This post title is the answer I got upon foolishly inquiring what my 8-year old and her friend were actually doing stuffing those popped and withered balloons with cotton, patching them with duct tape, and then drawing gnarled faces on each with a permanent marker. The result was reminiscient of the shrunken apple heads we made as kids, but more morose — and with a much longer shelf life (plastic doesn’t grow).
Uh, who the @#!!%^& teaches kids these things today? It sure weren’t me, I think.
But somehow I just know there’s a tie-in to my disease here — the fact that on bad D-days, I tend to rant about “not going back to the hospital!” and “not having my kidneys flushed!” and other medically incorrect tirades. Somehow I know that my daughter “gets it” enough to be thankful that I’m not checking in for surgery (as some of our friends have recently, although unrelated to the Big D).
Sometimes I just get morbid. I guess we all do. A newly diagnosed friend wrote to me recently:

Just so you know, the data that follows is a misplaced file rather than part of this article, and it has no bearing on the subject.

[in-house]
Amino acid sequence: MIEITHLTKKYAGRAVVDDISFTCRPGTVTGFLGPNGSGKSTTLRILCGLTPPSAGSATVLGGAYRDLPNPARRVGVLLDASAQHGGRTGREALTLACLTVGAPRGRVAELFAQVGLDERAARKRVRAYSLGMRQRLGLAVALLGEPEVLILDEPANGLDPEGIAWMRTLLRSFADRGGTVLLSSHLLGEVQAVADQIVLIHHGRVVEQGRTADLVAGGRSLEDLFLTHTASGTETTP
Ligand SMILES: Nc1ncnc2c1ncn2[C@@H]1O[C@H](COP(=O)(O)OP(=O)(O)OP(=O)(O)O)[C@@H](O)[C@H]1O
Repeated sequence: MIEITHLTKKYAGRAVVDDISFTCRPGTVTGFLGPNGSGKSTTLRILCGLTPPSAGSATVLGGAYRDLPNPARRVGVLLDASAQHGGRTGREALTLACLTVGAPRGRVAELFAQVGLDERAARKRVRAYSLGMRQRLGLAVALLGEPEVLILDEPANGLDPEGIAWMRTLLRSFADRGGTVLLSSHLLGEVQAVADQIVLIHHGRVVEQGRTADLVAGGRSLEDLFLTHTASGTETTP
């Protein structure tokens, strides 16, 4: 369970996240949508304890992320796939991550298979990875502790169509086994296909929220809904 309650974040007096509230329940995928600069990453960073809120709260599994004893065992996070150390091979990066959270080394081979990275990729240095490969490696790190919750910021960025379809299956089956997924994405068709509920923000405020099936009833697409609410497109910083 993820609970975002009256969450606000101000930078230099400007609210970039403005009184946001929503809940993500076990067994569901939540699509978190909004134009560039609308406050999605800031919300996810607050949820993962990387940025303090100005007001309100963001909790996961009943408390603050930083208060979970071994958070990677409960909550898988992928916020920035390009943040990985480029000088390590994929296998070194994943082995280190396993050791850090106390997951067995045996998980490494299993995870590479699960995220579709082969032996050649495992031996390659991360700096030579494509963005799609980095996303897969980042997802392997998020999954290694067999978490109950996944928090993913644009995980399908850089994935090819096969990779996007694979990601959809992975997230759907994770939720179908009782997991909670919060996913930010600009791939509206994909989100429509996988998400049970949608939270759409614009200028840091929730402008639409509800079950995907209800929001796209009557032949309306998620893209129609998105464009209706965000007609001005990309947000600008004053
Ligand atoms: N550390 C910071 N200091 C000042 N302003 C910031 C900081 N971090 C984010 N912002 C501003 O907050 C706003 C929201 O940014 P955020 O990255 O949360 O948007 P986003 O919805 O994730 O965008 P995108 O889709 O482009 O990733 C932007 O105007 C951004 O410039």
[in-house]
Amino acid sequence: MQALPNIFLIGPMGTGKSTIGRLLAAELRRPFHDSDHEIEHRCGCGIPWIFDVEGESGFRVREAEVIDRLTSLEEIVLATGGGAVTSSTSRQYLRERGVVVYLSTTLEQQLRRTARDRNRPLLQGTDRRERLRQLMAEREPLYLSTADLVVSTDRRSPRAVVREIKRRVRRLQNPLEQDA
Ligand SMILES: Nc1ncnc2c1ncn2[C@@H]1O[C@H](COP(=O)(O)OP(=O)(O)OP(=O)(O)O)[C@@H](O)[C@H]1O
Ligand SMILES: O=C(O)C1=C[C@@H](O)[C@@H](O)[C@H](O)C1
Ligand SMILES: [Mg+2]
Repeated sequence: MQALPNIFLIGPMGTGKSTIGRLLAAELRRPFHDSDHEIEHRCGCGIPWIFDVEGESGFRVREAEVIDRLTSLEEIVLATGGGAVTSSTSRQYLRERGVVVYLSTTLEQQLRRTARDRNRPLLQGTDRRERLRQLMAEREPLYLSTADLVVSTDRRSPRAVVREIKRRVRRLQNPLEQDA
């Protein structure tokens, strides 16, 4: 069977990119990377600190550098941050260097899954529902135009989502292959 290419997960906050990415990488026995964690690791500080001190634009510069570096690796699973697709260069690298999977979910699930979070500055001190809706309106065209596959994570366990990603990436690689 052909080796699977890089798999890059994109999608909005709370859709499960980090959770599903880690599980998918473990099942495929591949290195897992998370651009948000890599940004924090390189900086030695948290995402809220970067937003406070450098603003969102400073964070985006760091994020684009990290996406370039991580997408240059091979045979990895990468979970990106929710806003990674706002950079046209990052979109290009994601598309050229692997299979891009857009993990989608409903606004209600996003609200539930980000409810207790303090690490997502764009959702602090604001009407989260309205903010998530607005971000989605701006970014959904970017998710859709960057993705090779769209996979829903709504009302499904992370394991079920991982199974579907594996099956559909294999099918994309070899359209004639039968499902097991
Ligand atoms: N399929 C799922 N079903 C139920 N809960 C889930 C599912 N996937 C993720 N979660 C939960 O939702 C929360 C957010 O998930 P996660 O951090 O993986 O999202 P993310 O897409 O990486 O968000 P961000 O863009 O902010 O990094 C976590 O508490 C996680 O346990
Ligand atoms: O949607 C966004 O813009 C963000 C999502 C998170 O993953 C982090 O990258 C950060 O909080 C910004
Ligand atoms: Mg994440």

“It is one hell of a shock that I’m still coming to terms with. Thoughts of mortality, life expectancy, and your family depending on you flood your mind — your assumptions about being immortal and indestructible suddenly get rudely torn down.”
TRUE… And in light of these feelings, I was especially heartened to learn that the California HealthCare Foundation is offering sizable grants to researchers working on “chronic disease self-management support — providing patients the education, motivation, and equipment to make behavior changes… (which) leads to improvement in health status, increased patient satisfaction, and, in some cases, reductions in utilization and costs.” What this means is, they’re putting money into helping PATIENTS manage their own chronic conditions. Amen.